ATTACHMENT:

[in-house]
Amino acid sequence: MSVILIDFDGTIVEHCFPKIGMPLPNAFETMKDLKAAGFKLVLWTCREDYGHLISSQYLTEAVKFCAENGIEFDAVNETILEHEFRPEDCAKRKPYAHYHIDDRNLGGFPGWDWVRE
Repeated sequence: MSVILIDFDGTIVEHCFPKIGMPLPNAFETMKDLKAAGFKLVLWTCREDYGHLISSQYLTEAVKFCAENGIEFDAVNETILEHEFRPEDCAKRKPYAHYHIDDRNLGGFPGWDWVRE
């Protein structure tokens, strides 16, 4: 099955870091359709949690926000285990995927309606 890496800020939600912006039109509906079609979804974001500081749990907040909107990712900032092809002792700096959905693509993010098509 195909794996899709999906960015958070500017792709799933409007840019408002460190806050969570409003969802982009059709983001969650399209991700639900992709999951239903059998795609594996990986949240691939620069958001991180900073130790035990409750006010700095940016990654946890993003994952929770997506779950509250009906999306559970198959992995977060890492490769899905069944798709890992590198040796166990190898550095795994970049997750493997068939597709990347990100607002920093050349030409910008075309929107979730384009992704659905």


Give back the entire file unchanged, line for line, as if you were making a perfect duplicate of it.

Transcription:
[in-house]
Amino acid sequence: MSVILIDFDGTIVEHCFPKIGMPLPNAFETMKDLKAAGFKLVLWTCREDYGHLISSQYLTEAVKFCAENGIEFDAVNETILEHEFRPEDCAKRKPYAHYHIDDRNLGGFPGWDWVRE
Repeated sequence: MSVILIDFDGTIVEHCFPKIGMPLPNAFETMKDLKAAGFKLVLWTCREDYGHLISSQYLTEAVKFCAENGIEFDAVNETILEHEFRPEDCAKRKPYAHYHIDDRNLGGFPGWDWVRE
């Protein structure tokens, strides 16, 4: 099955870091359709949690926000285990995927309606 890496800020939600912006039109509906079609979804974001500081749990907040909107990712900032092809002792700096959905693509993010098509 195909794996899709999906960015958070500017792709799933409007840019408002460190806050969570409003969802982009059709983001969650399209991700639900992709999951239903059998795609594996990986949240691939620069958001991180900073130790035990409750006010700095940016990654946890993003994952929770997506779950509250009906999306559970198959992995977060890492490769899905069944798709890992590198040796166990190898550095795994970049997750493997068939597709990347990100607002920093050349030409910008075309929107979730384009992704659905």